EUDOX. In truth, this which you tell is a most shameful hearing, and to be reformed with most sharp censures in so great personages, to the terror of the meaner. For if the lords and chief men degenerate, what shall be hoped of the peasants and baser people? And thereby sure you have made a fair way unto yourself to lay open the abuses of their evil customs, which you have now next to declare. The which no doubt but are very bad, being borrowed from the Irish, as their apparel, their language, their riding, and many other the like.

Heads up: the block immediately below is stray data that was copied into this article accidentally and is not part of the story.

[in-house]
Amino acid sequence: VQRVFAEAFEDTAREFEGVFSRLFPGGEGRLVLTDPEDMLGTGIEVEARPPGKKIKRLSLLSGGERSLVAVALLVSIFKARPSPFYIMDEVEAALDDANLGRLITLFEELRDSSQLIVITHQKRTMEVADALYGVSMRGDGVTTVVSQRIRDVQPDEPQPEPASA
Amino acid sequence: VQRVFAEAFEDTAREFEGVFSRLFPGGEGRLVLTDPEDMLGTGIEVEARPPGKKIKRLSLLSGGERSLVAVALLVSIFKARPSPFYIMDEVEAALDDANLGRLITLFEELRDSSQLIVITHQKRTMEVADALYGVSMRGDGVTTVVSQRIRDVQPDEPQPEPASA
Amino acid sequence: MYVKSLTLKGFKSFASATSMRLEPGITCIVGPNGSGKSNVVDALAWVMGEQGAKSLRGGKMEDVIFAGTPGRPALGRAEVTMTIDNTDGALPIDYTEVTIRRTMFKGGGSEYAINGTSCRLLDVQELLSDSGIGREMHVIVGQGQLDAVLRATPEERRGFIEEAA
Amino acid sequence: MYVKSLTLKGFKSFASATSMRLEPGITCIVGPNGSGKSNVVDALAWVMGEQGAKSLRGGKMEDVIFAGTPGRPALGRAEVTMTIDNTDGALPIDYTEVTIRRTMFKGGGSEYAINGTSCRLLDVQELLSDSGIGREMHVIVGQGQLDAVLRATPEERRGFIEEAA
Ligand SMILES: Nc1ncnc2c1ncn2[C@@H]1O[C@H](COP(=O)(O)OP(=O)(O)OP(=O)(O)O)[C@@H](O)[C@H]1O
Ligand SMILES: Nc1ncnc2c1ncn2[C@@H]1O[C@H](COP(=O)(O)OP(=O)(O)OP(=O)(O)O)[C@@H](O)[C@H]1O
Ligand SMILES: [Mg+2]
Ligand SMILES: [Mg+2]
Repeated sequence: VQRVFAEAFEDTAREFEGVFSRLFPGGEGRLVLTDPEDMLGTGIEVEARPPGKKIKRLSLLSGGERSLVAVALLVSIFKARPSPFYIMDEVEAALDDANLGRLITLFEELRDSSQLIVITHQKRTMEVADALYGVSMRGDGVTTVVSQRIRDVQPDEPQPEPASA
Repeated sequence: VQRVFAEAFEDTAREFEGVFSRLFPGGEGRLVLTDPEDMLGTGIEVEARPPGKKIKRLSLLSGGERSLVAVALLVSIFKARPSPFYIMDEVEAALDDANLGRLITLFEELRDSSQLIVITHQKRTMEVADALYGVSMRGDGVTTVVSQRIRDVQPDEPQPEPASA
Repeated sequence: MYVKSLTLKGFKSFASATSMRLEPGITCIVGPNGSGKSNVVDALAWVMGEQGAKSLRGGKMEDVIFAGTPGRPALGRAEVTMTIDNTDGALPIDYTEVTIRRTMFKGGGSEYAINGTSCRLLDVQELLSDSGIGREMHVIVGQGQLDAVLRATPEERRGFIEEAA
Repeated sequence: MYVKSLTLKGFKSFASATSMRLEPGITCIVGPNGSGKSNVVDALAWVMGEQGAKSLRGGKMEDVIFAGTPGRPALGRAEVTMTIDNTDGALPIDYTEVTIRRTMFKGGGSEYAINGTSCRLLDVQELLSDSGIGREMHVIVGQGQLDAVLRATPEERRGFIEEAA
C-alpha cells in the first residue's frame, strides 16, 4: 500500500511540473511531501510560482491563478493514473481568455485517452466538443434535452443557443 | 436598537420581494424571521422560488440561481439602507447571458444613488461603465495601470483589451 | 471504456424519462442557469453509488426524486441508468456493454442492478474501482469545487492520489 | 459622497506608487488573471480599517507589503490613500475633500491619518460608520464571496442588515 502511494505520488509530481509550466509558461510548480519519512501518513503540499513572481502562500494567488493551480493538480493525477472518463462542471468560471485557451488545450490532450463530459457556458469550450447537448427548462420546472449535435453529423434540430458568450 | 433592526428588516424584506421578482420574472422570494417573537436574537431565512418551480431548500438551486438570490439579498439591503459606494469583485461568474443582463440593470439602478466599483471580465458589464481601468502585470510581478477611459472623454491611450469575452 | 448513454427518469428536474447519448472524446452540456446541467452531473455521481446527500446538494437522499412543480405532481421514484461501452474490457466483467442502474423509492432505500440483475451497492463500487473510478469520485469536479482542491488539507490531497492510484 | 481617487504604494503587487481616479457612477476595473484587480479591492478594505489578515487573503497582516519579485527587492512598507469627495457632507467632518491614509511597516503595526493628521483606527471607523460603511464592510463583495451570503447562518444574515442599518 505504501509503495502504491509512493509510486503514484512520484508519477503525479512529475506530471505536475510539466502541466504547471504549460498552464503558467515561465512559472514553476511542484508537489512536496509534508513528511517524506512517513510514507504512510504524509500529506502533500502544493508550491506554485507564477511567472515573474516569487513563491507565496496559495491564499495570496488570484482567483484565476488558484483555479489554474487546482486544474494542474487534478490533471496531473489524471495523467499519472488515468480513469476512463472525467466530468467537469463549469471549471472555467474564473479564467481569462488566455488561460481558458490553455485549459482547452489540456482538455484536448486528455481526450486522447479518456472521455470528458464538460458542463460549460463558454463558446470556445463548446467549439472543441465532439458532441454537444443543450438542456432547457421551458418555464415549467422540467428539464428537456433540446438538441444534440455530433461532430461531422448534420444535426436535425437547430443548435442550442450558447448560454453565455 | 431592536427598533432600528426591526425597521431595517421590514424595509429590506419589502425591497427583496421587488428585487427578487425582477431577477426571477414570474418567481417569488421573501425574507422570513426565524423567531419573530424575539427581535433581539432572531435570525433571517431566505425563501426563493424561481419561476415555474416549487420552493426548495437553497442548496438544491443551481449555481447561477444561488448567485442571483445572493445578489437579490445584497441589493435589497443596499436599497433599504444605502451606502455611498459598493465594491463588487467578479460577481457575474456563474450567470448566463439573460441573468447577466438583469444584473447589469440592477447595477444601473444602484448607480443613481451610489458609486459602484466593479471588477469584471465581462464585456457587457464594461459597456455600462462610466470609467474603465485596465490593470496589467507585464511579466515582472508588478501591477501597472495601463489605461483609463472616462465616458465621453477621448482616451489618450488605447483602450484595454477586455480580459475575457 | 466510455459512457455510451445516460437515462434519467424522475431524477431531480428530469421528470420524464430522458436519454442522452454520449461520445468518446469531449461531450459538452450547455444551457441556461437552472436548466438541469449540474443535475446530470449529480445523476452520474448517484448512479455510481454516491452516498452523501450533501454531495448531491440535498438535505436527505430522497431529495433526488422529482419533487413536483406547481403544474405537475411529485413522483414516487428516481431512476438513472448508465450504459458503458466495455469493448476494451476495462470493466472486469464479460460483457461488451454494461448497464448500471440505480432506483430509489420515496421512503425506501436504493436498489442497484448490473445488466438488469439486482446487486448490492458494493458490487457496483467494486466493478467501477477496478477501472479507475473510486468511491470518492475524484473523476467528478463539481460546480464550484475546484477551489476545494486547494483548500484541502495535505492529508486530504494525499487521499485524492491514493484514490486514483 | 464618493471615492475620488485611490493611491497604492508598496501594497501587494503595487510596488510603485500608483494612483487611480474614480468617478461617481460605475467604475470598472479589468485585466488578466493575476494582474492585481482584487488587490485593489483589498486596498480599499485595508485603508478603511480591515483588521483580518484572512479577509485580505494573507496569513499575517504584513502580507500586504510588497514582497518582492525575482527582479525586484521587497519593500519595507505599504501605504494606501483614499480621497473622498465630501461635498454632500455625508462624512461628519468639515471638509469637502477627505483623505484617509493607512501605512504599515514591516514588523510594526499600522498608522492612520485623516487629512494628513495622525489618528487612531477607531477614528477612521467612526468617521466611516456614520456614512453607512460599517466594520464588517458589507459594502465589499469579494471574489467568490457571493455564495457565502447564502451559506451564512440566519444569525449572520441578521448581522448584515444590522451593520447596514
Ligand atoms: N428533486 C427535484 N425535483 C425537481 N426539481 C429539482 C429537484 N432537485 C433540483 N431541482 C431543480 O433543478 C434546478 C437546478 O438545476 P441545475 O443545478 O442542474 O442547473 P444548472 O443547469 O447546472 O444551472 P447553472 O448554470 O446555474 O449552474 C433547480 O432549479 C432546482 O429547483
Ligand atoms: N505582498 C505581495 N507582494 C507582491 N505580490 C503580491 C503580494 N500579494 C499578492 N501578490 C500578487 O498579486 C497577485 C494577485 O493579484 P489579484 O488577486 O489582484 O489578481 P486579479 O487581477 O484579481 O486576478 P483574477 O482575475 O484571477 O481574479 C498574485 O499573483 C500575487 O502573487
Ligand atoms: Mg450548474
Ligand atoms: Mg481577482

IREN. You cannot but hold them sure to be very uncivil. For were they at the best that they were of old, when they were brought in, they should in so long an alteration of time seem very uncouth and strange. For it is to be thought that the use of all England was in the reign of Henry the Second, when Ireland was planted with English, very rude and barbarous; so as, if the same should be now used in England by any, it would seem worthy of sharp correction and of new laws for reformation, for it is but even the other day since England grew civil. Therefore, in counting the evil customs of the English there, I will not have regard whether the beginning thereof were English or Irish but will have respect only to the inconvenience thereof. And first I have to find fault with the abuse of language; that is, for the speaking of Irish among the English, which as it is unnatural that any people should love another's language more than their own, so it is very inconvenient and the cause of many other evils.